liam and his bbq at the sturrocks

Making the most of the bbq himself insisted on being with us …. a winner over the weekend!

The next morning we woke early, albeit a little tired from a late night and the nervous tension of the previous day, to get into Nelson, ready to see our other friends and begin tasting some cider.  Unfortunately it seemed that our bus was also a little tired and refused to start without a ‘jump start’  from our willing friends when the time for departure came.  Issue number three duly noted.  This didn’t hold us back though and we had yet another wonderful day with friends in the sunshine tasting cider, eating yummy food and watching themselves race around the venue trying out all the children’s activities provided.


Enjoying the Cider Festival in Nelson

With the AA (Automobile Association) card at the ready on our final morning we tried to get the old girl to go ……. without success.  So after our second ‘jump-start’ in two days we got on our way, with everything sound tickey boo, and decided to keep the bus running until we made it back to Kaikōura to remove the need for more jumper cables.  It was half way home that the bus had obviously had enough and despite letting us now use all the gears she won’t let himself go into high ratio which meant a slow trip of no more than 70km rather than the 90km speed she should have been getting up to.

It was almost painful to listen to her refusing to go into high ratio but clearly not happy to be driving along in low ratio and it made me wonder how often we do this ourselves.  How often to we keep going (or let other drive us) when really we need to get something sorted? How often do we refuse to step up the gears and put in a bit more thought or energy to get us out of ‘grunting’ along in life?  How often do we create a story about what our capabilities are to justify what we are willing to do or not do?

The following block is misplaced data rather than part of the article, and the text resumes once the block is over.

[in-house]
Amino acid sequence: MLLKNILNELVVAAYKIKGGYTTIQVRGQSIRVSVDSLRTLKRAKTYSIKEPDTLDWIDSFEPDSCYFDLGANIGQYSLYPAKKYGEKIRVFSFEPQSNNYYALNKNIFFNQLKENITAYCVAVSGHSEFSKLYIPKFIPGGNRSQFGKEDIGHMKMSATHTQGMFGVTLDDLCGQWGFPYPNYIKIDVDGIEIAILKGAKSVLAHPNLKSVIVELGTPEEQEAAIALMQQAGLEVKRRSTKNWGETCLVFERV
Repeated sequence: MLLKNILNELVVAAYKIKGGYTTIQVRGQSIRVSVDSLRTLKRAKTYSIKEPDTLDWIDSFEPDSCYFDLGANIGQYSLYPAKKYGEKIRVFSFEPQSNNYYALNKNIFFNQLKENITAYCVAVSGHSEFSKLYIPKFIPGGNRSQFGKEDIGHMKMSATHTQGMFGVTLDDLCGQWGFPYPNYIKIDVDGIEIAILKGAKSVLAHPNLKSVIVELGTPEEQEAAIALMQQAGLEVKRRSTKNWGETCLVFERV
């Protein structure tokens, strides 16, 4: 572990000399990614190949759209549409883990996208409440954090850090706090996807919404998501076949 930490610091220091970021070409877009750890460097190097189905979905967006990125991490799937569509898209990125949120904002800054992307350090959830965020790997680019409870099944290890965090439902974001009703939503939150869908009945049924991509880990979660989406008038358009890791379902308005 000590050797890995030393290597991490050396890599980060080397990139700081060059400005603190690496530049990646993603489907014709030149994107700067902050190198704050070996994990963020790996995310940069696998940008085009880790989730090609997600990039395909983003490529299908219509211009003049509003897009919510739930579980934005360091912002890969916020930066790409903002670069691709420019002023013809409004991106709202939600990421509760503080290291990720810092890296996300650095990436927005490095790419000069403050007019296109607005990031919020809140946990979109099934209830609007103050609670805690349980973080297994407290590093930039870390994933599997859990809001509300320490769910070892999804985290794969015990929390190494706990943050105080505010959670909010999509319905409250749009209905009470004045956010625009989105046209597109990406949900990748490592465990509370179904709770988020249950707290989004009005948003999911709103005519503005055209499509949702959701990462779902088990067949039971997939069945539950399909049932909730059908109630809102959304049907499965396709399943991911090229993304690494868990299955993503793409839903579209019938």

at the sturrocks

Himself sorting out our ‘girl’ with lots of encouragement

Over the weekend through conversations and observations I came to see that I am very guilty of this.  I keep telling myself that we are losing our sense of community and yet everyday I am part of one … the fact that you are reading this now confirms it … or part of creating a new kind of community.  I choose to believe my old story rather than own the new reality I have.   I ‘grunt’ through life thinking about the things I can’t do or haven’t got rather than stepping up to the higher gear and checking out all the amazing things I do have.  I make up ‘stories’ about having to do things for others when actually it is my choice to be ‘busy’ rather than taking ownership of the actual things I really want to achieve, the things which may challenge me or leave me feeling a little vulnerable.

It was certainly an interesting weekend that has left me deciding to question myself a bit more, move into the ‘higher gear’ a little more often or at least notice those times when I’m hanging around in ‘low ratio’ and grunting along.  Anyway those are my musing now that we are safely back in our paddock in Kaikōura and if it makes sense to any part of you then I invite you to begin the exploration into your ‘operating systems’ as I am doing with mine.

Sequoia Farm Nov

Back in Kaikōura …. our bedroom view

Hope this finds you in good working order and smoothly navigating the roads ahead.




Pancakes for all


Pancakes have always been a favourite for certain members in our house (now house-bus) and it is one of the first things that themselves could cook independently.  The process has been a long, messy and at times smoky affair however I try to keep my focus on the fact that they are making food without me having to participant!